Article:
Is “Climate Grief” Impacting Our Mental Health?

Coined by environmentalist Aldo Leopold in the 1940s, the term “climate grief” describes the emotional distress associated with loss due to climate change. Today, the effects of the warming climate are more readily felt and the need to take action is more urgent than ever. With sea levels rising, glaciers shrinking, and other catastrophic news emerging, society is grappling with what these changes mean for our environment and our mental health.

According to a Pew Research Center study, 71% of Millennials and 67% of Gen Z say that climate should be a top priority to ensure a sustainable planet for future generations. Younger generations are reenergizing environmental activism on a global scale, however, they are likely to experience dread or climate grief as a result of the changes to the environment. In a 2020 Deloitte study, half of the Millennials and Gen Z respondents surveyed said they believe it is too late to repair the damage caused by climate change.

In her book, A Field Guide to Climate Anxiety: How to Keep Your Cool On a Warming Planet, Sarah Jaquette Ray provides a roadmap for dealing with the despair arising from the effects of climate change and the importance of building resilience and avoiding burnout. Jaquette Ray chairs and teaches in the Environmental Studies Department at Humboldt State University, where her scholarship focuses on environmental humanities, environmental justice, and climate psychology.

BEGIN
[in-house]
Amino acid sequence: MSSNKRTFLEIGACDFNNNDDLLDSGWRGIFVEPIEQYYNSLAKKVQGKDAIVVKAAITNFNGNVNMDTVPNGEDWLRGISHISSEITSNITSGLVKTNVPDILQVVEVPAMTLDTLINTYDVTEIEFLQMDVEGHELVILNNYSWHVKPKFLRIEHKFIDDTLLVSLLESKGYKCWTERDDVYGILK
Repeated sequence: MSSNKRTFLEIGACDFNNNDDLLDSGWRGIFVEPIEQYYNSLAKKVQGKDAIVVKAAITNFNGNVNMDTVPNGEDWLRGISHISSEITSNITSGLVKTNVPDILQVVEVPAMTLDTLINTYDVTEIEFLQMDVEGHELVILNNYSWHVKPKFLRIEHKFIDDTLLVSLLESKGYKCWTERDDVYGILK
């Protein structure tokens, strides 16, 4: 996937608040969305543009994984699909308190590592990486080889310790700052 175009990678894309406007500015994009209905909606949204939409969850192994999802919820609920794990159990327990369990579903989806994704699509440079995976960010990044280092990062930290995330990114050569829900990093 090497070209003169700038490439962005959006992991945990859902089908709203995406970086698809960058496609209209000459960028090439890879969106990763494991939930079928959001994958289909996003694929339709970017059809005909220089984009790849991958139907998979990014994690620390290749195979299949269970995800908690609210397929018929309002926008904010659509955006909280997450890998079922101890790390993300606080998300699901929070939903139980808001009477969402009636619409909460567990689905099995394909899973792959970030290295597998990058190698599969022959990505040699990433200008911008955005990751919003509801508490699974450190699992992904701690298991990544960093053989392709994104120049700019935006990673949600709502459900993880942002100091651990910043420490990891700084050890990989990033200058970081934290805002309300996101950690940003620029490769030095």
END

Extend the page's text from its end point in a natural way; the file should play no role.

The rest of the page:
She recently sat down with Racquel Joseph, Chief Experience Officer at Kindred, to discuss how climate grief and climate anxiety affect younger generations and the implications for employers and workplace practices. She also shared insights on the connection between environmental justice and racial justice, the role corporations play in advocating for environmental justice, the importance of committing to environmental policies to support younger generations of workers, and how organizations and individuals can build resilience while advocating for climate justice. 

During the conversation, she highlighted key terms to know when discussing the mental health impact of climate change and its effect on communities and stakeholders. These include:

  • Climate Grief describes the emotional distress associated with loss due to the changing climate. This may also be referred to as “eco-grief” or “ecological grief,” which has a broader application to a sense of loss or grief around the environment, even when not connected directly to the climate. 
  • Climate Anxiety refers to anxiety or dread about the future given the impact of climate change on the planet. According to Jaquette Ray, it may also be known as “global dread” or “ontological instability” and is often caused by apocalyptic stories about the climate or other issues “around what an unstable planetary climate will mean for society and for life on earth.”
  • Solastalgia is a neologism developed to describe the distress felt due to the impacts of environmental change on one’s home environment. Coined by Glenn Albrecht, the term combines the words “nostalgia” and “solace” to capture “homesickness in place and experience the loss or mourning or grief around the environment in which you live being degraded or destroyed,” Jaquette Ray said.

Listen to the full conversation above and dig deeper with these recommended resources:

Urey Onuoha

Published on June 15, 2021